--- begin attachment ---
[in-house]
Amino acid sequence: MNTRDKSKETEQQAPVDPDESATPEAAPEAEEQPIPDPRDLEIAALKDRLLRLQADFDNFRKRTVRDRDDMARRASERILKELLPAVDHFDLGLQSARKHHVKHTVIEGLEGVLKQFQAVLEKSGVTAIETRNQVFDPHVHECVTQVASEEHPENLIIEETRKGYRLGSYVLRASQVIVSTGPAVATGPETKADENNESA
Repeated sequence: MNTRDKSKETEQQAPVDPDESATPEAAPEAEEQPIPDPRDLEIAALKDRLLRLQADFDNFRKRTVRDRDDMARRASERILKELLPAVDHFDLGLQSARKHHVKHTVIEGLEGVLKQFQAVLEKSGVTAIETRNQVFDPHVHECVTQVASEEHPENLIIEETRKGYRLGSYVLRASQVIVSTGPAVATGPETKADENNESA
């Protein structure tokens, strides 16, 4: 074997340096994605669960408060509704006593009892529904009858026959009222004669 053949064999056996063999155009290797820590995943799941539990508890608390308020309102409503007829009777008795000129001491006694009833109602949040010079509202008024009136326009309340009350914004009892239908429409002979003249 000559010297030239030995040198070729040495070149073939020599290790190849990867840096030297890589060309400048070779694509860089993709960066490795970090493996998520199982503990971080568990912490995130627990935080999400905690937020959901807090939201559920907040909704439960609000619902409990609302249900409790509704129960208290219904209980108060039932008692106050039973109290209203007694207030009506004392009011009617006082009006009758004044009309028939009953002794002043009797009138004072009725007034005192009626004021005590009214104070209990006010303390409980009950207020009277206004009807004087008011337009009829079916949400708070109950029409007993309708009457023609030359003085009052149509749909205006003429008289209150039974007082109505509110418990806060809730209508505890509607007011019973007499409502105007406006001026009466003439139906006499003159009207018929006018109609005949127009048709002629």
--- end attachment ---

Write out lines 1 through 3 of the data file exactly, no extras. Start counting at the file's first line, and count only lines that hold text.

[in-house]
Amino acid sequence: MNTRDKSKETEQQAPVDPDESATPEAAPEAEEQPIPDPRDLEIAALKDRLLRLQADFDNFRKRTVRDRDDMARRASERILKELLPAVDHFDLGLQSARKHHVKHTVIEGLEGVLKQFQAVLEKSGVTAIETRNQVFDPHVHECVTQVASEEHPENLIIEETRKGYRLGSYVLRASQVIVSTGPAVATGPETKADENNESA
Repeated sequence: MNTRDKSKETEQQAPVDPDESATPEAAPEAEEQPIPDPRDLEIAALKDRLLRLQADFDNFRKRTVRDRDDMARRASERILKELLPAVDHFDLGLQSARKHHVKHTVIEGLEGVLKQFQAVLEKSGVTAIETRNQVFDPHVHECVTQVASEEHPENLIIEETRKGYRLGSYVLRASQVIVSTGPAVATGPETKADENNESA